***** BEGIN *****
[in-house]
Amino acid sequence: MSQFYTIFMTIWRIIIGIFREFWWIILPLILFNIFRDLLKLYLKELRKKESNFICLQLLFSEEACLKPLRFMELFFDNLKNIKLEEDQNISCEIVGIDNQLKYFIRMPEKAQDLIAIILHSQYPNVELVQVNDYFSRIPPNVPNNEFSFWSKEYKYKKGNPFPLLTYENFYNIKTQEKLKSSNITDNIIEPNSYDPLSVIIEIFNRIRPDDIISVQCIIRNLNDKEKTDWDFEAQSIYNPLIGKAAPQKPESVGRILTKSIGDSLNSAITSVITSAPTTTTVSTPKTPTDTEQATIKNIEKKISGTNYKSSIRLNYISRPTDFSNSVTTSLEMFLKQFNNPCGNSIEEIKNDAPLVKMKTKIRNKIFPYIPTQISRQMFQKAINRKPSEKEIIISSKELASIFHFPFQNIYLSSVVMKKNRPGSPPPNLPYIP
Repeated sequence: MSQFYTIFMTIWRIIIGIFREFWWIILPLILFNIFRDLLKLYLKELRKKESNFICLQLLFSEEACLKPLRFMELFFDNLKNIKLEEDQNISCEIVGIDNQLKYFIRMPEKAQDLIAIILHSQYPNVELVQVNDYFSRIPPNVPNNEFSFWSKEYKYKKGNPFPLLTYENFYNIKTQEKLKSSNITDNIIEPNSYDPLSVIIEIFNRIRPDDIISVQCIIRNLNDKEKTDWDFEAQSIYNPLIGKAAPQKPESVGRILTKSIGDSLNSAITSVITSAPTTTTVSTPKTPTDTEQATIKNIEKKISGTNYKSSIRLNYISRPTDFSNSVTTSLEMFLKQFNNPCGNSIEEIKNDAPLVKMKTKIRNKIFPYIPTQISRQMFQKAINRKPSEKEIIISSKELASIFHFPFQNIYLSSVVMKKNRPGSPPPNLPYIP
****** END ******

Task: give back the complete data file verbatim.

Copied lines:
[in-house]
Amino acid sequence: MSQFYTIFMTIWRIIIGIFREFWWIILPLILFNIFRDLLKLYLKELRKKESNFICLQLLFSEEACLKPLRFMELFFDNLKNIKLEEDQNISCEIVGIDNQLKYFIRMPEKAQDLIAIILHSQYPNVELVQVNDYFSRIPPNVPNNEFSFWSKEYKYKKGNPFPLLTYENFYNIKTQEKLKSSNITDNIIEPNSYDPLSVIIEIFNRIRPDDIISVQCIIRNLNDKEKTDWDFEAQSIYNPLIGKAAPQKPESVGRILTKSIGDSLNSAITSVITSAPTTTTVSTPKTPTDTEQATIKNIEKKISGTNYKSSIRLNYISRPTDFSNSVTTSLEMFLKQFNNPCGNSIEEIKNDAPLVKMKTKIRNKIFPYIPTQISRQMFQKAINRKPSEKEIIISSKELASIFHFPFQNIYLSSVVMKKNRPGSPPPNLPYIP
Repeated sequence: MSQFYTIFMTIWRIIIGIFREFWWIILPLILFNIFRDLLKLYLKELRKKESNFICLQLLFSEEACLKPLRFMELFFDNLKNIKLEEDQNISCEIVGIDNQLKYFIRMPEKAQDLIAIILHSQYPNVELVQVNDYFSRIPPNVPNNEFSFWSKEYKYKKGNPFPLLTYENFYNIKTQEKLKSSNITDNIIEPNSYDPLSVIIEIFNRIRPDDIISVQCIIRNLNDKEKTDWDFEAQSIYNPLIGKAAPQKPESVGRILTKSIGDSLNSAITSVITSAPTTTTVSTPKTPTDTEQATIKNIEKKISGTNYKSSIRLNYISRPTDFSNSVTTSLEMFLKQFNNPCGNSIEEIKNDAPLVKMKTKIRNKIFPYIPTQISRQMFQKAINRKPSEKEIIISSKELASIFHFPFQNIYLSSVVMKKNRPGSPPPNLPYIP